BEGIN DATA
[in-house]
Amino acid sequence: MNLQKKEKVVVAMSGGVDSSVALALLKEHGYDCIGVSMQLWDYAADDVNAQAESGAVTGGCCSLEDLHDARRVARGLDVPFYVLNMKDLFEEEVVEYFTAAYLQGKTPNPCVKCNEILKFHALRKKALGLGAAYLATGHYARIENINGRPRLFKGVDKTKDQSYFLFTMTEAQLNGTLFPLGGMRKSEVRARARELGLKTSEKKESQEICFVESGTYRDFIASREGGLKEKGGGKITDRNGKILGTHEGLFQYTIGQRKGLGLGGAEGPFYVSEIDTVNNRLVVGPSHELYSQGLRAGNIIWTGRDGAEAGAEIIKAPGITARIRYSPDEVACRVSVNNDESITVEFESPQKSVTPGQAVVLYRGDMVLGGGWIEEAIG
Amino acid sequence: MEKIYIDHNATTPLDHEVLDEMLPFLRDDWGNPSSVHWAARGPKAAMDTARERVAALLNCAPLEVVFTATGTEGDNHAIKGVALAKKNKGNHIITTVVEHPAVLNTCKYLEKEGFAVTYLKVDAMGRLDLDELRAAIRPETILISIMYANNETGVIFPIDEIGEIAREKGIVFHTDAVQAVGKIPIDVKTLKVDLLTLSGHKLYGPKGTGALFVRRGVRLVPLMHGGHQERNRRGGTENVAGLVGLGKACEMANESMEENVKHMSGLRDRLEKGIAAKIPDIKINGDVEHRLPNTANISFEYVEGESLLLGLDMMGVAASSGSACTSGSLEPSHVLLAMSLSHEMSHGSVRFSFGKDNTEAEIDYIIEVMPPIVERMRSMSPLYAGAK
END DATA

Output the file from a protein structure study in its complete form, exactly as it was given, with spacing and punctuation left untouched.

[in-house]
Amino acid sequence: MNLQKKEKVVVAMSGGVDSSVALALLKEHGYDCIGVSMQLWDYAADDVNAQAESGAVTGGCCSLEDLHDARRVARGLDVPFYVLNMKDLFEEEVVEYFTAAYLQGKTPNPCVKCNEILKFHALRKKALGLGAAYLATGHYARIENINGRPRLFKGVDKTKDQSYFLFTMTEAQLNGTLFPLGGMRKSEVRARARELGLKTSEKKESQEICFVESGTYRDFIASREGGLKEKGGGKITDRNGKILGTHEGLFQYTIGQRKGLGLGGAEGPFYVSEIDTVNNRLVVGPSHELYSQGLRAGNIIWTGRDGAEAGAEIIKAPGITARIRYSPDEVACRVSVNNDESITVEFESPQKSVTPGQAVVLYRGDMVLGGGWIEEAIG
Amino acid sequence: MEKIYIDHNATTPLDHEVLDEMLPFLRDDWGNPSSVHWAARGPKAAMDTARERVAALLNCAPLEVVFTATGTEGDNHAIKGVALAKKNKGNHIITTVVEHPAVLNTCKYLEKEGFAVTYLKVDAMGRLDLDELRAAIRPETILISIMYANNETGVIFPIDEIGEIAREKGIVFHTDAVQAVGKIPIDVKTLKVDLLTLSGHKLYGPKGTGALFVRRGVRLVPLMHGGHQERNRRGGTENVAGLVGLGKACEMANESMEENVKHMSGLRDRLEKGIAAKIPDIKINGDVEHRLPNTANISFEYVEGESLLLGLDMMGVAASSGSACTSGSLEPSHVLLAMSLSHEMSHGSVRFSFGKDNTEAEIDYIIEVMPPIVERMRSMSPLYAGAK